But they could give more people a taste of VR and make better games and applications affordable.
On Wednesday, Google said it will develop a range of VR headsets that promise to be more comfortable and durable than its ultra-cheap Cardboard headset. Google will make one and share design guidelines with other manufacturers.
There will also be a wireless motion controller - functioning like a fishing rod, a steering wheel or a pointer - to permit more-sophisticated VR experiences.
Sophisticated systems such as the Rift and the HTC Vive are expensive, limiting their appeal to gamers and other tech enthusiasts. Alternatively, cheaper VR headsets that tap the power of smartphones are typically tied to one manufacturer's phones, such as Samsung's or LG's.
Daydream headsets will work with a range of phone brands. Gartner analyst Brian Blau says he believes the Daydream-powered devices could prove to be a "thorn in the side" of both Samsung and Oculus, which teamed up to make a similar VR headset , called Gear VR, late last year.
But there are hurdles:
You must buy a new phone
You'll need a higher-end phone running the upcoming "N'' version of Android. Existing phones won't have the right hardware, and cheaper "N'' phones won't either, so you might have to spend a few hundred dollars more for a top-of-the-line model.
Because these phones don't exist yet, it will take time for Daydream to grow, says Jan Dawson, chief analyst at Jackdaw Research.
Furthermore, Daydream won't work with Apple's iPhones, whereas Google Cardboard headsets do.
If anything, Daydream could spark interest in smartphone upgrades. Because the pace of phone innovation has slowed, some people have been holding on to their phones longer.
Cheaper, but not cheapest
Though no price was announced, the Daydream headsets will be more expensive than Cardboard, likely in the ballpark of Samsung's $100 Gear VR. By contrast, Google sells Cardboard for as little as $15, and many brands, including The New York Times, give them away as part of promotions. The price difference gives you better materials - not cardboard - and a strap to keep your hands free.
Still, the new headsets will be much cheaper than high-end VR systems like the Rift and the Vive. Those cost several hundred dollars, not including a powerful personal computer with fast-enough graphics.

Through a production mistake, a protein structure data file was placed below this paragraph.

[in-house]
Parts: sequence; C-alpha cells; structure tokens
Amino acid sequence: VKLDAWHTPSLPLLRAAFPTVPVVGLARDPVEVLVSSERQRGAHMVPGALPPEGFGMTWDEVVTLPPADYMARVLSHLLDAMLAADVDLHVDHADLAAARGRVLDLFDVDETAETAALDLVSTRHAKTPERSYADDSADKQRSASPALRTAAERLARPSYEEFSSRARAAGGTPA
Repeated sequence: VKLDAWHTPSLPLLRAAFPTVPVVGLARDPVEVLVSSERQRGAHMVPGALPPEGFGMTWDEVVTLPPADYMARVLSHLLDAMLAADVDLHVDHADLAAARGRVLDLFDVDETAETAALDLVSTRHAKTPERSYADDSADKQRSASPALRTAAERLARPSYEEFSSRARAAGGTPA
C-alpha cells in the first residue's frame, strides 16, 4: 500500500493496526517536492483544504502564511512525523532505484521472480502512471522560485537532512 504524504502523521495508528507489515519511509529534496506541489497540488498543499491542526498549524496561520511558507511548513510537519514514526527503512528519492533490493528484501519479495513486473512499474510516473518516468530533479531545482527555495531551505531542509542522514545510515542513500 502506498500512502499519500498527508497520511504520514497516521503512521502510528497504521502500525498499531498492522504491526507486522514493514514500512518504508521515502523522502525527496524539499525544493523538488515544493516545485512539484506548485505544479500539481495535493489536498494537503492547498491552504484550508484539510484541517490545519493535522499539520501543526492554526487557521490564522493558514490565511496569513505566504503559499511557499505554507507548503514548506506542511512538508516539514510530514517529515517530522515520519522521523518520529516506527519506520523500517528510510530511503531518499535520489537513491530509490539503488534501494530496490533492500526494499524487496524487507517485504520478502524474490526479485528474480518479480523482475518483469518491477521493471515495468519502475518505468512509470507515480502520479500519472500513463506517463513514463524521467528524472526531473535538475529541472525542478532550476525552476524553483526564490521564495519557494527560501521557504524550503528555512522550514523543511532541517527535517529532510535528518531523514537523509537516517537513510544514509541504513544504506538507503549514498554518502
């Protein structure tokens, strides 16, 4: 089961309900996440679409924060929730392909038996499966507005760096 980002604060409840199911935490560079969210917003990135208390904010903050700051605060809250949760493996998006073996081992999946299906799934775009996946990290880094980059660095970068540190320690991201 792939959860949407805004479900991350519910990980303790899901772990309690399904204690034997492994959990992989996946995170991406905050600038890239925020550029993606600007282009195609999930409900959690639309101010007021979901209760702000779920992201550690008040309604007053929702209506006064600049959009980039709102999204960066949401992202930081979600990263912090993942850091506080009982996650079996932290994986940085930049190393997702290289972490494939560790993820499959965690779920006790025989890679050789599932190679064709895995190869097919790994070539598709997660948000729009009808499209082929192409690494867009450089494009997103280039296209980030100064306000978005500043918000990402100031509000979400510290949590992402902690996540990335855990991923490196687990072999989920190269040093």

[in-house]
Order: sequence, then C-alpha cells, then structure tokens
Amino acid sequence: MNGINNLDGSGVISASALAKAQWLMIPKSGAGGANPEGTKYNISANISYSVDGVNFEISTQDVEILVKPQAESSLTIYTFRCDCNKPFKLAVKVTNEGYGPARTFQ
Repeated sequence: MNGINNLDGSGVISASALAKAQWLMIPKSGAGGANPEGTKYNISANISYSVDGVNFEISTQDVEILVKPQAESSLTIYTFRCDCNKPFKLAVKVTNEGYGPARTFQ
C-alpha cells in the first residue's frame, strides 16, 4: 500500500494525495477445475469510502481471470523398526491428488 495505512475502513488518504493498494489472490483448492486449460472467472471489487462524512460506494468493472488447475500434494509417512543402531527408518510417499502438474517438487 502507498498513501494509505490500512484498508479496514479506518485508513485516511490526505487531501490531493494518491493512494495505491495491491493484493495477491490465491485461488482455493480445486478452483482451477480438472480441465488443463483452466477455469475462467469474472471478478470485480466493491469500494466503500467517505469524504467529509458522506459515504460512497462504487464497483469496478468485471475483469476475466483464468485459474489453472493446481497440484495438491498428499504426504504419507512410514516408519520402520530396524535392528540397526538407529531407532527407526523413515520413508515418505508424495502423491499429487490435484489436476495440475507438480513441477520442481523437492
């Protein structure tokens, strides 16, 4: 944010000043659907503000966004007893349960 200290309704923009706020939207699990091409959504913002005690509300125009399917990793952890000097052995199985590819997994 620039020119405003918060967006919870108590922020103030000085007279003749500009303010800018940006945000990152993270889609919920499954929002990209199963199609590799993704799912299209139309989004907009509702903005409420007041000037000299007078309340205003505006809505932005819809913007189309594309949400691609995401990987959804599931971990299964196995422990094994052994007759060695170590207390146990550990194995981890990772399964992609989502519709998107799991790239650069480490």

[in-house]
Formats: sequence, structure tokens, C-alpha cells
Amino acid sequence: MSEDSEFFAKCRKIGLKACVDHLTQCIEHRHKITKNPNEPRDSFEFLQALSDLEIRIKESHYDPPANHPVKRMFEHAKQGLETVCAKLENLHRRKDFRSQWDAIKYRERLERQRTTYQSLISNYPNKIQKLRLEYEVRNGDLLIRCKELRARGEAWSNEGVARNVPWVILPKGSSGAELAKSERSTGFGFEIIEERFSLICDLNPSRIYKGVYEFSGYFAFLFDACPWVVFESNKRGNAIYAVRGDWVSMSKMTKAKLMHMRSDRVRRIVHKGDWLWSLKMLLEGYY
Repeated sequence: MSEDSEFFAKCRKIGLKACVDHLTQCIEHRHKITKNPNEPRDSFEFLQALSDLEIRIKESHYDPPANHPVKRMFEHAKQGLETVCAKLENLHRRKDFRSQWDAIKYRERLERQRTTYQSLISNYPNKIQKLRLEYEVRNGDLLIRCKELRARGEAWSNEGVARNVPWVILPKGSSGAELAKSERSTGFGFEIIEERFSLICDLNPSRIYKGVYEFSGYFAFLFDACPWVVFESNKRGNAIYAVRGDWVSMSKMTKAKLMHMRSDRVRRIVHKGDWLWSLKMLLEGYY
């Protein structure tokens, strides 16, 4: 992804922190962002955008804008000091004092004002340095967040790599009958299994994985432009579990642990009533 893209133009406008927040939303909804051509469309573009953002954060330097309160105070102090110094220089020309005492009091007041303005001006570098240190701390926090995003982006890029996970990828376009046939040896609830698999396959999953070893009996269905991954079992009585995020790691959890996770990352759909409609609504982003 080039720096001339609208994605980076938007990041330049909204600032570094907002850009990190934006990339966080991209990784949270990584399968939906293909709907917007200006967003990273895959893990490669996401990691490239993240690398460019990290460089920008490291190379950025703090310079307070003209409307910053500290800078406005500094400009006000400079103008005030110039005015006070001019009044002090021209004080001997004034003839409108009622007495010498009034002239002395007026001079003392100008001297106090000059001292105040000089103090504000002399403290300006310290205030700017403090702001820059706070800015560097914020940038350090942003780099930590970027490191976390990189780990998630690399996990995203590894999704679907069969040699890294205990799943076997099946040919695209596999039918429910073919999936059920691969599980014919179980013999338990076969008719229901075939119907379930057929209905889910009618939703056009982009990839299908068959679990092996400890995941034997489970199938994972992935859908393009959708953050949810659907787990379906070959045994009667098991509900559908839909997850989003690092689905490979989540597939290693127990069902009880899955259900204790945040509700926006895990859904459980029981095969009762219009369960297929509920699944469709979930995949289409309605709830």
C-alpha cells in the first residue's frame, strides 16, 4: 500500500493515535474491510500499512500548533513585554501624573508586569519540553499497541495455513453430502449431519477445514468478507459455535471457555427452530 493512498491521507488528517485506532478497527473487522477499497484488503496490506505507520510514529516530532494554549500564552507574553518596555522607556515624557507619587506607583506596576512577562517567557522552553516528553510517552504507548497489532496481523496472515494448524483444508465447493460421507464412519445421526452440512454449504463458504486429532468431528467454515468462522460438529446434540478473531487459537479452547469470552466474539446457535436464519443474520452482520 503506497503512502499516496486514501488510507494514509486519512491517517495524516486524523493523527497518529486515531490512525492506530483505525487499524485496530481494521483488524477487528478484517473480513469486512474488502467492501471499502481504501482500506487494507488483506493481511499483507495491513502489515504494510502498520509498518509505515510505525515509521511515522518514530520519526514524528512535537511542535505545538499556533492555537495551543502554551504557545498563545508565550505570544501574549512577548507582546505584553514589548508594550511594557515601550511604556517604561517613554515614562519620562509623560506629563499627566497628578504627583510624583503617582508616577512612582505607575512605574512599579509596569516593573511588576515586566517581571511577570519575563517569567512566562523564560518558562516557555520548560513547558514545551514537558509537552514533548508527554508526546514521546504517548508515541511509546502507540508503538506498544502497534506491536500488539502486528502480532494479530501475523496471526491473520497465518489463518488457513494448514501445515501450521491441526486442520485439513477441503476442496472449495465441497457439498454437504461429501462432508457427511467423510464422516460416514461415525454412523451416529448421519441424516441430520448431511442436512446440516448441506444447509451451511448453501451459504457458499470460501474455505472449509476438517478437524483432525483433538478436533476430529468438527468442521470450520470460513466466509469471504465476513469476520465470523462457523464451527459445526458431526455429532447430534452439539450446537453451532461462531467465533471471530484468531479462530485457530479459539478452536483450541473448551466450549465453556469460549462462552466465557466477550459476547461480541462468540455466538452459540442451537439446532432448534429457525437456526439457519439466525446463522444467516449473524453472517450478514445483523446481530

It's not full VR
You won't get everything you get with higher-end systems. The Vive, for instance, offers full position tracking. As you walk around a room, images on the headset change to reflect your new perspective.
By contrast, smartphone-based VR is more like a 360-degree movie in 3D. You're meant to watch it sitting down at the same spot. Moving around won't change the perspective.
It's the difference between climbing Mount Everest by gripping virtual ladders, or watching someone with a 360-degree camera do it.
Where Google's system advances over other smartphone headsets is in its motion controller. Cardboard and Gear VR don't offer much control beyond pushing a button on the headset as you move your head. Google's controller will be able to sense motion, so you can swing it like a tennis racket when playing a tennis game in VR.
The compatibility question
The introduction of yet another VR system might create more confusion and persuade some people to wait until it's clear which will survive. After all, no one wants to be stuck with VR's equivalent of Betamax recorders after the world has moved to VHS.
On the other hand, these headsets are cheap enough that consumers aren't taking a huge financial risk, certainly nothing near what it takes to commit to a Rift, Vive or Sony's upcoming PlayStation VR, says Ian Fogg, head of the mobile analyst group at IHS.
And while some people might be buying VR games and apps that won't work with a future, competing system, Fogg says these are cheap, too - priced like a phone app, along the lines of a few dollars.Better apps, but not the best
And the motion controller could lead to better VR experiences, ones where you do more than sit and swivel in a chair to look behind you.
But you'll need something far more sophisticated to unlock the true power of VR.
"You miss out on rich graphics, the fully immersive audio and the fully simulated environment," says Jason Paul, general manager for the VR business for Nvidia, which makes chips powering the graphics behind the Rift and the Vive.
But Paul is supportive of mobile headsets, given that casual users aren't likely to experience a sophisticated VR device.
"Each has their value," he says. "We can use the mobile platform to get the word out."